Literary Happenings: Mark Doty at the Stella Adler Studio of Acting, Thursday 10/15/2009

21 Oct

I’ve always been a big Mark Doty fan.  He’s truly a “beautiful” poet who understands how images work to convey meaning or elicit emotion far better than exposition and explanation, and he finds the beauty and wonder in the most insignificant or ungainly things.  Here’s a bit from one of my favorite Doty poems, “At the Gym”:

“…Who could say who’s //

added his heat to the nimbus

of our intent, here where

we make ourselves:

something difficult //

lifted, pressed or curled,

Power over beauty,

power over power!

Though there’s something more //

tender, beneath our vanity,

our will to become objects

of desire: we sweat the mark

of our presence onto the cloth. //

Here is some halo

the living made together.”

(Sorry, I had to add the double slashes to indicate a stanza break.  I can’t get WordPress to recognize my extra lines.)

I’ve been lucky enough to hear him read his poems a few times, and I can tell you that he is not to be missed.  He clearly relishes language, and his poems become fruity, luscious things in his own voice, full of rhythm and spark and inflection.  He is not someone who will bore you with a flat atonal reading—thank god!

But I had never been lucky enough to hear Doty the writer-teacher, until this past week at the wonderful Stella Adler Studio of Acting.  It was brutally cold for mid-October, with icy rain beating down New York City—I almost talked myself out of going.  But what a treat I would have missed.  Stella Adler itself is a quirky place to visit, located near Madison Square Park, just around the corner from the Museum of Sex (which I have yet to visit—don’t worry; it’s on the list!), and filled with rambunctious young actor-students, bounding up and down the hallways and stairwells.  I was afraid the reading was going to be a dud, since there was almost no one in the studio twenty minutes before 7pm, but just after 6:45, the room began to fill up, most noticeably with barefoot students fresh from some movement class (Brrr, cold floor, they noted).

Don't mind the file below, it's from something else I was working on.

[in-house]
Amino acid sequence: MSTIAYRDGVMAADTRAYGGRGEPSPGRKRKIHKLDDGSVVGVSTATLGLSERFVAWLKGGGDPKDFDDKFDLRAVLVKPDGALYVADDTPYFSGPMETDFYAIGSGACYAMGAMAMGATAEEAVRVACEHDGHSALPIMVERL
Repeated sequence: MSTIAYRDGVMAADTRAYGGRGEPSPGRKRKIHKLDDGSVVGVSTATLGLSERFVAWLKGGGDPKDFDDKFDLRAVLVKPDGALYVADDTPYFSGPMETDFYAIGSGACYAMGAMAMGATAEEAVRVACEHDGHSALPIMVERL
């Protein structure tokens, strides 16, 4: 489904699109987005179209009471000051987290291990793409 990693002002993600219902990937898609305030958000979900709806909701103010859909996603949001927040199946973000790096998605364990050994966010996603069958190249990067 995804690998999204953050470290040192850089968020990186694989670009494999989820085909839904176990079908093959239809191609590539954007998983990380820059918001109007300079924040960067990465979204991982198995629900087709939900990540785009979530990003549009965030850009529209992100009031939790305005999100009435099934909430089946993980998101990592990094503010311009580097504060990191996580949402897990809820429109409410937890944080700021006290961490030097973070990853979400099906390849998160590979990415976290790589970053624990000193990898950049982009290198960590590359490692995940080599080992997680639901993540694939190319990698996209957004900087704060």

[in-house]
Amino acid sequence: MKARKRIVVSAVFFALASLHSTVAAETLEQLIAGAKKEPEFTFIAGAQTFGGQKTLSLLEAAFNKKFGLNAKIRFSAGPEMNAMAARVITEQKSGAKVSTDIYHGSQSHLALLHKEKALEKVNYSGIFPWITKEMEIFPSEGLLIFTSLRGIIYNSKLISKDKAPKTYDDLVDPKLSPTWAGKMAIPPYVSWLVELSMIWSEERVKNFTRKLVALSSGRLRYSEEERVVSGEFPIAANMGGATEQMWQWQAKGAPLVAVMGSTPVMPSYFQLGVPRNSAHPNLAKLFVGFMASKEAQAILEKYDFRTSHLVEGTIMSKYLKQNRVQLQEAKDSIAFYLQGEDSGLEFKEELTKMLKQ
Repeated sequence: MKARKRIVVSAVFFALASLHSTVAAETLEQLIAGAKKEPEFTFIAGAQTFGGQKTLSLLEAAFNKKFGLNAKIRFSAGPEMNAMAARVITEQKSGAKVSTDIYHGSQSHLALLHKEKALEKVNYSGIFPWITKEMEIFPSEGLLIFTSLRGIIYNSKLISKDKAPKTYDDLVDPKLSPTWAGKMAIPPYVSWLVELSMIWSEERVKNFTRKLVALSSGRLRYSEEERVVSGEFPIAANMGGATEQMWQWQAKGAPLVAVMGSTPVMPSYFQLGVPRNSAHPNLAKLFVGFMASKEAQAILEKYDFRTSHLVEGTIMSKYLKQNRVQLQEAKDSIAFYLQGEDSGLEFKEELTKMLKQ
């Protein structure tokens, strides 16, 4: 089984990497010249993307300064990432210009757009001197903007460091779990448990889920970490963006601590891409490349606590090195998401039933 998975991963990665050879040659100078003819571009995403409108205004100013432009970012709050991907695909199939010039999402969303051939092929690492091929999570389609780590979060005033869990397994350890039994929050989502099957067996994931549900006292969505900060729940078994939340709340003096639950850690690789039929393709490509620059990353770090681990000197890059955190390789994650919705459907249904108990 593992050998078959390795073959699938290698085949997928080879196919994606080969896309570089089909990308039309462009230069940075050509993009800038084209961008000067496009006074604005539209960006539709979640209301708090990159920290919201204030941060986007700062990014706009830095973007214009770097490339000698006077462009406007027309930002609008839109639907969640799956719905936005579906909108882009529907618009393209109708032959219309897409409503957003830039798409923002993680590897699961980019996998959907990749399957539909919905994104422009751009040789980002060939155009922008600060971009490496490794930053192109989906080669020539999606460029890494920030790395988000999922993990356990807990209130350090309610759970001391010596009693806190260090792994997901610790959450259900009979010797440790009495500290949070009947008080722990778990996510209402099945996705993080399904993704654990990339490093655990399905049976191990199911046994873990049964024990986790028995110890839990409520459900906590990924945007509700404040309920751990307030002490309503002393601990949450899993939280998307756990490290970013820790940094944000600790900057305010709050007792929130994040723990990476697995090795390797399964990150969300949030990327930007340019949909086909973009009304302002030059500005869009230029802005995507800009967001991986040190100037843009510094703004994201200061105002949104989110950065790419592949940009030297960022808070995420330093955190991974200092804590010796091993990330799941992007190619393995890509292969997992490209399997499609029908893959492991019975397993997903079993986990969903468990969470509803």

Doty’s read here before (I believe he’s become friends or at least close acquaintances with the head of the Playwriting program) and he was obviously comfortable, stopping often to give some detail about how the next poem came to be or to clarify a point.  I don’t think I’d ever heard him talk so much about his writing process and aesthetic.

He began with a poem from his collected works, Fire to Fire, called “House of Beauty” (which takes its form from Elizabeth Bishop’s “house of Bedlam” poem), and then read all new poems, which he distinguished as being shorter and more focused than his past work.  But what really blew me away was the question/answer period after his reading.  I’ve never, ever, ever been in a more attentive, curious audience.  I don’t think Doty had to pause to wait for more questions; the hands just kept coming.  And the questions (and answers) were insightful, intriguing and thought-provoking.

A couple of things jumped out at me and I had to jot them down:

–       Doty strives for poetry that communicates to the reader “the energy of discovery”

–       the notion that terror is the beginning of beauty

–       Jean Cocteau, asked what he would save in a house fire, replying “The flame of course.  I would save the flame.”

–       Doty’s favorite playwright (the one that is the wellspring, although he admitted that there are plenty of other greats for him) is Tennessee Williams, which means I need to read me some Tennessee Williams.

There is such a generosity of spirit about Mark Doty.  He cares about poetry and language and he cares about you caring about poetry and language too.  So, the moral of the story is…if you get to see Mark Doty read, especially if it’s in a school setting, for god’s sake, do it.  You will love him—I swear it.

Happy reading!

Jho

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